Paranormal Oxford and Paranormal Forest of Dean

By Ross Andrews

From the publisher’s website: Join Ross Andrews on a paranormal journey around not only the city of Oxford, but also the towns and villages of Oxfordshire. A ghost hunter for over twenty years, he was chairman of the Parasoc society, the paranormal research society as well as running his own paranormal nights at St Briavel’s castle - the Most Haunted building in the world! So with this pedigree in the paranormal it’s no surprise he was drawn to investigate the historic spooks of Oxfordshire.  The book has a variety of aspects to it, there are ghost walks that you can do for free around the centre of the city, as well as telling you which spooks to spot throughout the colleges. There is also a large section on the surrounding areas of Oxford for you to go to, so that you can investigate for yourselves. He will offer rational explanations wherever possible, and if not then let you decide for yourself. There are also handy hints should you wish to follow in his footsteps and become a ghost hunter.  Ideal for anyone curious about the unexplained, or even for the tourist who wants to see something different on a visit to Oxfordshire. Ross has tried to concentrate on stories and places that you can have access to, pubs, streets, fields, castles, museums. and many more. So join him on a journey into the unknown and explore the paranormal throughout Oxford, and Oxfordshire.

A ghost hunter for over twenty years Ross takes us on an adventure through the heart of the Forest of Dean, this book concentrates on haunted tourist attractions so that you too can go into them and investigate for yourself. So join us and prepared to be scared as we venture through haunted castles, pubs, mines, and woodland in the Forest Full of Frights.  This book has a variety of aspects to it. Firstly, it takes you on a trip around the centre of the forest to several museums, castles and pubs. The second part of the book is a about what is possibly the UK’s most haunted building, St. Briavel’s castle, it tells you how to stay in some of the most haunted rooms, and even how to join in with a ghost hunt. The third part of the book is a further guide on how to be a ghost hunter yourself, giving you examples and experiments to do.  An ideal book for anyone curious about the unexplained, or even a paranormal tourist travelling through the Forest of Dean, this is a truly frightening glimpse into the unknown . Turn the pages if you dare, and join Ross on the adventure of your life….or afterlife!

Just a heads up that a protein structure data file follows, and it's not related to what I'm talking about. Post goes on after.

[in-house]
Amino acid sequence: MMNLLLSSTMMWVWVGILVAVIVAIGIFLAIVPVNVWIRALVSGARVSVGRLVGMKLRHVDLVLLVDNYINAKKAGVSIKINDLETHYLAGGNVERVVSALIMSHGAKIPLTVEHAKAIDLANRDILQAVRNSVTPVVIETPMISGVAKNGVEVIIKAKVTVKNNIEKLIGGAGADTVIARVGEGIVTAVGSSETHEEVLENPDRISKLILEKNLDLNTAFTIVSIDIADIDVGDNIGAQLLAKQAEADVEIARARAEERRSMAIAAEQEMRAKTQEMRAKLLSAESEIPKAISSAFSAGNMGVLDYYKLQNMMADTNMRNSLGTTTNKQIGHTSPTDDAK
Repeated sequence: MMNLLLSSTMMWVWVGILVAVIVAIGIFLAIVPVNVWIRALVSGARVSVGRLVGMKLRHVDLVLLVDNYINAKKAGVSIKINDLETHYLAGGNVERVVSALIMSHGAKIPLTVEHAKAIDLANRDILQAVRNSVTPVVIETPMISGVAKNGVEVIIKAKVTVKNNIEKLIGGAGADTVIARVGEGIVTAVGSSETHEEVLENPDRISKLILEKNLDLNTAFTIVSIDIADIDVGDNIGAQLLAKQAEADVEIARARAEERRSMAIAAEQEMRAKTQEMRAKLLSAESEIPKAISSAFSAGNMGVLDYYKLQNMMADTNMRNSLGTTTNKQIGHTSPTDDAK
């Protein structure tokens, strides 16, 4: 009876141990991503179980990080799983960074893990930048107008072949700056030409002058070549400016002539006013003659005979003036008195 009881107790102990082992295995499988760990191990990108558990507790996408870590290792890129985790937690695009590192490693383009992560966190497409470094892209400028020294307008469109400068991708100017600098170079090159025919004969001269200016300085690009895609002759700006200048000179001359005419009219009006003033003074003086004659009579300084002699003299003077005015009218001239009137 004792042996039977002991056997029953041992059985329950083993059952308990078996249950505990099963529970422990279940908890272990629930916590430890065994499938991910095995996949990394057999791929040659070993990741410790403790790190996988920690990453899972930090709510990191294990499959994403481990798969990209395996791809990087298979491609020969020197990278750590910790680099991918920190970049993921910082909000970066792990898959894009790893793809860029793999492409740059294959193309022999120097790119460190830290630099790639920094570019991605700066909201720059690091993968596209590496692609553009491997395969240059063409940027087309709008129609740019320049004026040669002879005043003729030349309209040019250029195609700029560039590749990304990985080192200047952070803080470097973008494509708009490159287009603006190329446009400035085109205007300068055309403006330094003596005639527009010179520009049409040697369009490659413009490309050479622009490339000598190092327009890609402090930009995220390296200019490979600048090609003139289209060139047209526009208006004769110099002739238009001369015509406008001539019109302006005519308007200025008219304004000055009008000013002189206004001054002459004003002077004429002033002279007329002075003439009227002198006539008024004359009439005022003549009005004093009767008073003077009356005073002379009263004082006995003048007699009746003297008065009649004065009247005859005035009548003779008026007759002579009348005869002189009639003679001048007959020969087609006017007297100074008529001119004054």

Paranormal Oxford and Paranormal Forest of Dean. Amberley Publishing, October/March 2010. ISBN 9781445600024/ ISBN 9781848685918

Reviewed for the SPR by: Tom Ruffles


Amberley Publishing continues its series documenting the country’s paranormal heritage.  Ross Andrews contributes guides to Oxford and the Forest of Dean to add to his one on Cheltenham (reviewed for the SPR website by C J Romer).  Andrews has a great deal of experience as a ghost hunter, including involvement with the Gloucestershire group PARASOC, and his enthusiasm is palpable.  The emphasis in both these books is on presenting locations that can be visited, rather than accounts from anonymous premises, and they are organised into geographical sections making them ideal for the visitor with limited time.

The Oxford volume begins with a stroll round some of the city centre’s most haunted spots, including the site of the execution of the Protestant martyrs Latimer and Ridley, whose screams echo down history, the Sheldonian Theatre and Bodleian Library, and the Bridge of Sighs.  The second chapter moves inside, taking in the theatres, a pub and an hotel. The third chapter is devoted to haunted colleges, and Oxford Castle has its own.  A pair of chapters deals with miscellaneous Oxford ghosts and some further afield in the county.

Andrews notes that a lot of Oxford ghost stories hinge on town vs. gown, religion or the Civil War, so reading up on its ghosts is an opportunity to learn about the history of this beautiful city and the surrounding countryside.  One gets the impression though that he has not personally carried out investigations here as the volume is free of case reports, with the stories being collected second-hand rather than resulting from local group activities.

The Forest of Dean volume is different in that respect.  It covers mostly that part known as The Royal Forest Route, and unlike the Oxford book Andrews has first-hand experience of investigations in the area.  Two chapters describe a variety of haunted locations in the forest, then one focuses on Littledean.  Goodrich and Raglan Castles and Tintern Abbey have a chapter to themselves.

The meatiest section, almost half the book, is devoted to St Briavel’s Castle, which Andrews has examined extensively as a member of Phamtomfest, a non-profit group set up specifically to organise investigation there.  He goes into considerable detail, outlining a wide range of phenomena.  This is fascinating stuff, though it renders the book less useful for someone who wants a general guide to forest locations but does not have a particular interest in St Briavel’s Castle (and as he concedes, the level of detail provided may contaminate future reports).  Both books conclude with brief sections of advice for the ghost hunter.

As with other Amberley guides the physical quality of the books is good, but the copy editing on these ones could have been tighter.  Andrews writes clearly but the facetious tone does grate after a while.  Both are well illustrated, mostly with the author‘s own photographs.  If you want to have a handy and relaxed guide to the spookier elements of these places, Ross Andrews’ books are useful companions.